Two servers that had been manufactured in China were brought in for a warranty repair. Much to the engineers’ confusion, a routine check revealed that small unknown implants had been placed on the two servers’ motherboards.
This case may sound familiar, that’s probably because it is nearly identical to the Supermicro server hack in China that Bloomberg reported in Q4 last year. This implant-based attack, however, happened more than 12 years earlier. Brushed aside as an atypical attack, a cyber security solution to the problem took the back burner.
The Supermicro attack is not the first of its kind, and it certainly won’t be the last.
History Repeats Itself
We first heard about the case in 2006, around the time Steven Chen, CEO and Co-Founder of PFP Cybersecurity, sold 3eTI, an Intel Capital portfolio cybersecurity and wireless company for secure Wi-Fi. At the time, there was no commercially available solution to prevent this type of supply chain tampering and very little information was known about implant-based attacks.
Only a few years later, Steven encountered a potential non-intrusive solution to the implant-based attack – the power fingerprinting technology being developed by Dr. Carlos Aguayo Gonzalez, CTO and Co-Founder of PFP Cybersecurity, at Virginia Tech.
Soon after, PFP Cybersecurity was born, with the capability to detect with extreme accuracy when unauthorized modifications such as hardware Trojans or counterfeit parts have compromised the integrity of an electric system. Through Power Fingerprinting, an intrusion detection solution based on observing tiny patterns on the processor power consumption, PFP could determine whether a board or device has deviated from expected operation obtained from baseline references.
In 2010, the same year Steven encountered the power fingerprinting technology, another puzzling implant-based attack emerged. This attack, the computer worm Stuxnet, was heavily publicized, and while Ralph Langner warned of the potential for a complex zero-day hack like Stuxnet to target companies in the U.S., the threat to industrial control or PLC, programmable logic controller, was not universal and the attack was not seen as the norm. Therefore, despite having a readily available solution and preventative measure to attacks like Stuxnet, PFP’s power fingerprinting technology did not catch on and companies were unwilling to devote time and energy toward PFP.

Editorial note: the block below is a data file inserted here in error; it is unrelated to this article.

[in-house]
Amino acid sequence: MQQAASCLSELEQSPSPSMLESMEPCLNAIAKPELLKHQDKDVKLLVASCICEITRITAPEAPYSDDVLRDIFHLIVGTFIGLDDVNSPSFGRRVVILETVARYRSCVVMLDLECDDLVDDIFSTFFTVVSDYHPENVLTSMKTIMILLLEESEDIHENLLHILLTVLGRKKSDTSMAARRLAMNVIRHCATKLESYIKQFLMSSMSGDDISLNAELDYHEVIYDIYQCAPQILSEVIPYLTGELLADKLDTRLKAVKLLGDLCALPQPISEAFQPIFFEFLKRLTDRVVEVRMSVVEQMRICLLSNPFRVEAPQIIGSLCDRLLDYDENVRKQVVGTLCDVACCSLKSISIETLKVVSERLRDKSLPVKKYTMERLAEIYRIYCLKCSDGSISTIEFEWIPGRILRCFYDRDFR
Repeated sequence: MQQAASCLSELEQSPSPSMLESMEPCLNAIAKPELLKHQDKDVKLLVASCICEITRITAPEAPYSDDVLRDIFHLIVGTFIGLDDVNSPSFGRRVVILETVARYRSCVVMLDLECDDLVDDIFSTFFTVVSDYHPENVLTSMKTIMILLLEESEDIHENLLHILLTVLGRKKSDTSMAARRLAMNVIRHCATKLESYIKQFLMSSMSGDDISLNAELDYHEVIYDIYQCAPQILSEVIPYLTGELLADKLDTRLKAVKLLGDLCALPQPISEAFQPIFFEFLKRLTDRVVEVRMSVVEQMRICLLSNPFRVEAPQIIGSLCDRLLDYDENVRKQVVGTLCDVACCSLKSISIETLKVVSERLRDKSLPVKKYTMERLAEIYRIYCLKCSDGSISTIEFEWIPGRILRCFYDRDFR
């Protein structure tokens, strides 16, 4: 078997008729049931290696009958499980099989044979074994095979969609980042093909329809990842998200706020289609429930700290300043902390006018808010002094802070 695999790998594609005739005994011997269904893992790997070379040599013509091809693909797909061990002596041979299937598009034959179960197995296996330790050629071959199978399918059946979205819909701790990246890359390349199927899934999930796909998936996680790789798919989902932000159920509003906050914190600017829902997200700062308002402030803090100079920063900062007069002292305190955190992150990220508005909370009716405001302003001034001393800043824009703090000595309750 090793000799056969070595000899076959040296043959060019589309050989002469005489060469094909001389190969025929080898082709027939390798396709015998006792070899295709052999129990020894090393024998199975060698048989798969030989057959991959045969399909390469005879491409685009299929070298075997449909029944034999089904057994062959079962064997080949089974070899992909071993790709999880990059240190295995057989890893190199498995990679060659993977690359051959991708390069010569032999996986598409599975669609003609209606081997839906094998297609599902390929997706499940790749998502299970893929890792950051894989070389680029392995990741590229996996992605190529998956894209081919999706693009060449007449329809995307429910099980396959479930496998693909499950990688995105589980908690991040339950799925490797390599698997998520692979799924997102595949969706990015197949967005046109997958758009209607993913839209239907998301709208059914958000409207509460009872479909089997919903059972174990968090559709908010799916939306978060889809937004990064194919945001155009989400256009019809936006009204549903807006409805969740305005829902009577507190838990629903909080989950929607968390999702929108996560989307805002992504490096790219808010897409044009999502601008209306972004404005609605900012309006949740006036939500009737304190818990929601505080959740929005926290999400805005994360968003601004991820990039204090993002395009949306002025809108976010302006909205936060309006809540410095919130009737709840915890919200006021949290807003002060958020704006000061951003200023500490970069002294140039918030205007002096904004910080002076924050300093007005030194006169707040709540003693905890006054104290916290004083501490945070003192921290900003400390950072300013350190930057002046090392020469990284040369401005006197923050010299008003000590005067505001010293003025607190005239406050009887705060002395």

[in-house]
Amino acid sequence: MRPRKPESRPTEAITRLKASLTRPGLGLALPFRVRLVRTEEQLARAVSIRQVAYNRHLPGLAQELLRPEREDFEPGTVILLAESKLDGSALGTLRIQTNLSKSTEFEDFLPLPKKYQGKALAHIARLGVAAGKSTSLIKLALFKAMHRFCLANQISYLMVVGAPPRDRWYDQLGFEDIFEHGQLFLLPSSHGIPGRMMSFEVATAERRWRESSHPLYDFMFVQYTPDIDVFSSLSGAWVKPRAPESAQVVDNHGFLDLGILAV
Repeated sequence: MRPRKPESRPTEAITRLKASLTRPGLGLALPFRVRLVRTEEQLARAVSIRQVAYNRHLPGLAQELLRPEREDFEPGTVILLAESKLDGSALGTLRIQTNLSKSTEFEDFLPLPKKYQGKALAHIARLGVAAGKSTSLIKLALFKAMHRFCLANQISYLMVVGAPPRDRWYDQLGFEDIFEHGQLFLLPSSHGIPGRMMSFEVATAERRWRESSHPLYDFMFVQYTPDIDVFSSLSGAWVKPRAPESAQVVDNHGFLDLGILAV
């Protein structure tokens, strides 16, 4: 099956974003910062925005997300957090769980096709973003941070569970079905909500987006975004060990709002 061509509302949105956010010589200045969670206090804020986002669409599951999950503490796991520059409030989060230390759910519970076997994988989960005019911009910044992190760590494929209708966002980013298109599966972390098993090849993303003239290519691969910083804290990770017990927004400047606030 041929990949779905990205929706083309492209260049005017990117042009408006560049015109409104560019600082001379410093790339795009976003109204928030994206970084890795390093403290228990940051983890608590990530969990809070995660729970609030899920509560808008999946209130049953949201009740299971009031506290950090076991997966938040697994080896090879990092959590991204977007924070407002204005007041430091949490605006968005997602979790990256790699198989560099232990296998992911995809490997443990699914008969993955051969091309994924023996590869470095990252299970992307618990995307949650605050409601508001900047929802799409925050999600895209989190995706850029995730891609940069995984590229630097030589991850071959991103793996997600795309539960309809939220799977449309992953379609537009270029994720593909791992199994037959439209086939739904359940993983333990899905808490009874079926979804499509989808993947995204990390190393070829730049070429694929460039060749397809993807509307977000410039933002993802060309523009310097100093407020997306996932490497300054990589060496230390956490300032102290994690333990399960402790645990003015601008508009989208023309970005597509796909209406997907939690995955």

“Usually with a new technology like PFP, we need a compelling event. Sometimes a single event will make a cybersecurity company because it was something that nobody thought would be useful, and suddenly there’s one event and there’s no other solution to deal with it.”Steven Chen, Co-Founder and CEO, PFP Cybersecurity
The Supermicro hack was PFP’s compelling event. Since the Bloomberg story came out last year, PFP has become an official security partner for Supermicro and begun working with Keysight Technologies and ARM to implement our technology in their chips and instruments.
The Bloomberg story is a departure from past attacks because the hack and the massive potential for how micro implants can tamper with supply chains and endanger data centers affects almost every major company that utilizes cloud services. The installation of a microchip the size of a sharpened pencil tip had the power to affect almost 30 companies, including a major bank and Apple, in addition to government contractors, according to Bloomberg.
Before when it came to attacks like Stuxnet, which involved ICS and PLC, people typically said that the issue had nothing to do with them personally. Now that the attack has shown it can affect data centers that make up the cloud, every company is a potential target.
The global public cloud services market is projected to grow 17.5 percent in 2019 to total $214.3 billion, and is expected to reach $331.2 billion by 2022, according to Gartner, Inc.
Not only is the market expected to rapidly expand, but the rate of growth exceeds that of the IT industry as a whole. “Through 2022, Gartner projects the market size and growth of the cloud services industry at nearly three times the growth of overall IT services,” said Sid Nag, research vice president at Gartner.
As the cloud services market grows exponentially, so does the threat to the security of the data centers that host those services. PFP’s scalable, non-intrusive cyber security solution meets the market demand to address this rapidly growing threat.